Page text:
“There is a crisis of democracy, a rise in polarization and distrust in many places,” said New York University sociology professor Eric Klinenberg at the 50th SNF Dialogues discussion, which took place on Wednesday, January 26. In the first SNF Dialogues webcast of 2022, held through journalism nonprofit iMEdD, participants discussed whether—and how—the social isolation and anxiety induced by the pandemic have led to an increase in violent behavior worldwide.
“Many people believe that we live in a more violent time than ever before, that society is falling apart. Actually we’ve been on a fairly steady downward trend in terms of violence for the last several decades, with the exception of the last couple of years in which we’ve been living in an acute pandemic and emergency,” said Klinenberg, referring to troubling upticks in violence observed recently. “This moment is not just a pandemic moment, it’s a moment when there are overlapping crises that are smashing into one another. When there are periods of instability and dramatic social change, it feels as if everything is in the air, and our behavior is volatile. It’s hard to think of a time more than the last couple of years when our behavior has been so volatile and when so much has been up in the air.”
Alex Piquero, Chair of the Department of Sociology and Arts & Sciences Distinguished Scholar at the University of Miami, has conducted research showing an increase in domestic violence during the pandemic. “It’s unfortunate but not a surprise in the sense of what kinds of stressors are implicated in domestic violence. You add stress, anxiety, anger, people stuck together for a period of time without any kind of outlet. One of the things that worries me as a scholar is what are the long-term effects of the pandemic, especially on women, who did not return to the workforce in the numbers they were at the beginning, as well as what’s going to happen to the kids. We know one of the strongest risk factors for later violence is exposure to violence. If we are detecting increases in physical violence, there’s undoubtedly going to be an increase in emotional violence.”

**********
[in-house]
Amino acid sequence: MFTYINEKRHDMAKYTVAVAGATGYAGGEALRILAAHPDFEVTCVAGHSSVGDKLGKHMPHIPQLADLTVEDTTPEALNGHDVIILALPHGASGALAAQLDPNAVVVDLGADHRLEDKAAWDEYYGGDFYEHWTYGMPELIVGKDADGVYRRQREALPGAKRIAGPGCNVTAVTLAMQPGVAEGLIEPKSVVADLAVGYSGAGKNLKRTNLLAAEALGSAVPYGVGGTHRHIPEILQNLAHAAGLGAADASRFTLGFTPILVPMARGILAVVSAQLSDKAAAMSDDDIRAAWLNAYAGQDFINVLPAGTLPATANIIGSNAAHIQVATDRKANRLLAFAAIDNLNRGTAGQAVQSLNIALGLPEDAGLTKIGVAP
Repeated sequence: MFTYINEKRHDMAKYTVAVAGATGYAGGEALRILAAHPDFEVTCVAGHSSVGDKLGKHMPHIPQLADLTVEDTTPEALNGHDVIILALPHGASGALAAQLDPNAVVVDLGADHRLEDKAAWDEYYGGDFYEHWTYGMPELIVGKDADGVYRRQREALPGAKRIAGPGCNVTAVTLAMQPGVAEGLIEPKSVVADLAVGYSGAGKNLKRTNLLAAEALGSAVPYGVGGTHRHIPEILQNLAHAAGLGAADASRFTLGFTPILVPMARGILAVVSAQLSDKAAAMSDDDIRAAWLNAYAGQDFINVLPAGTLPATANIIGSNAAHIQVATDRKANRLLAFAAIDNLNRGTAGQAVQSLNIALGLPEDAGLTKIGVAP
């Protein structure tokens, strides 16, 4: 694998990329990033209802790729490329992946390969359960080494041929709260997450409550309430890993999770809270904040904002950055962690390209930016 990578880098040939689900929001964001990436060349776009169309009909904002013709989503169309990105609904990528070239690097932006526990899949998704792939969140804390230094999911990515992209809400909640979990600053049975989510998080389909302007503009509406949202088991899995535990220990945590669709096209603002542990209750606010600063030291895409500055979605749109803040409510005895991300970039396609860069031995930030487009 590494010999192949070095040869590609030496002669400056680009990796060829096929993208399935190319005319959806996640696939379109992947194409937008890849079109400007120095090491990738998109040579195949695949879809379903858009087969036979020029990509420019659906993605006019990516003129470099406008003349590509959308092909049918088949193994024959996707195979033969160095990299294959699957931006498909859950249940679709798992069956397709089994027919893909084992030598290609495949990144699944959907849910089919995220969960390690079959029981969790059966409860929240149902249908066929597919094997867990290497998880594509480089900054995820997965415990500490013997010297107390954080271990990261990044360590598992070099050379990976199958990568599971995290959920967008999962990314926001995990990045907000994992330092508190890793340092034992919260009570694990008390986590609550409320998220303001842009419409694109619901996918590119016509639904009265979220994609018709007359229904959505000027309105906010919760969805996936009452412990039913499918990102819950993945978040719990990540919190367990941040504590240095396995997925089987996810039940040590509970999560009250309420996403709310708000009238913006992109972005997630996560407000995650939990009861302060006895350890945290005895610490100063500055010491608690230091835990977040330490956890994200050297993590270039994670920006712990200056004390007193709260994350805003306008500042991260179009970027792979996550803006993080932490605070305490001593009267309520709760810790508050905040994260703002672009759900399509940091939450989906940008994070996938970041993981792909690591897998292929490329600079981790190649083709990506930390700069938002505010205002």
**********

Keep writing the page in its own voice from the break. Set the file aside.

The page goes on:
Kiki Petroulaki, psychologist and President of the European Anti-Violence Network, discussed the increase in incidents of gender-based violence in Greece through a prerecorded interview she gave to SNF Dialogues. “What has changed, compared to the past, is visibility. The media has finally started giving it emphasis, covering almost every incident. Last year, we had nine femicides and nine attempted femicides. The perpetrators feel that they can go on with their lives unpunished, which is actually the case, as long as these “misdemeanors”—according to the law—keep occurring, the law and the police will continue treating them like simple arguments between a couple, as if both are to blame. This situation first needs to be rectified, and then we can ask why women do not leave and why femicides are increasing.”
The Dialogues are curated and moderated by Anna-Kynthia Bousdoukou and are held through journalism nonprofit iMEdD (incubator for Media Education and Development).
*The opinions expressed by Dialogues participants, whether representing officially institutions and organizations or themselves, are solely their own and do not necessarily represent the views of the Stavros Niarchos Foundation (SNF) or iMEdD. Speakers’ remarks are made freely, without prior guidance or intervention from the team.
WhenWednesday 26 January 2022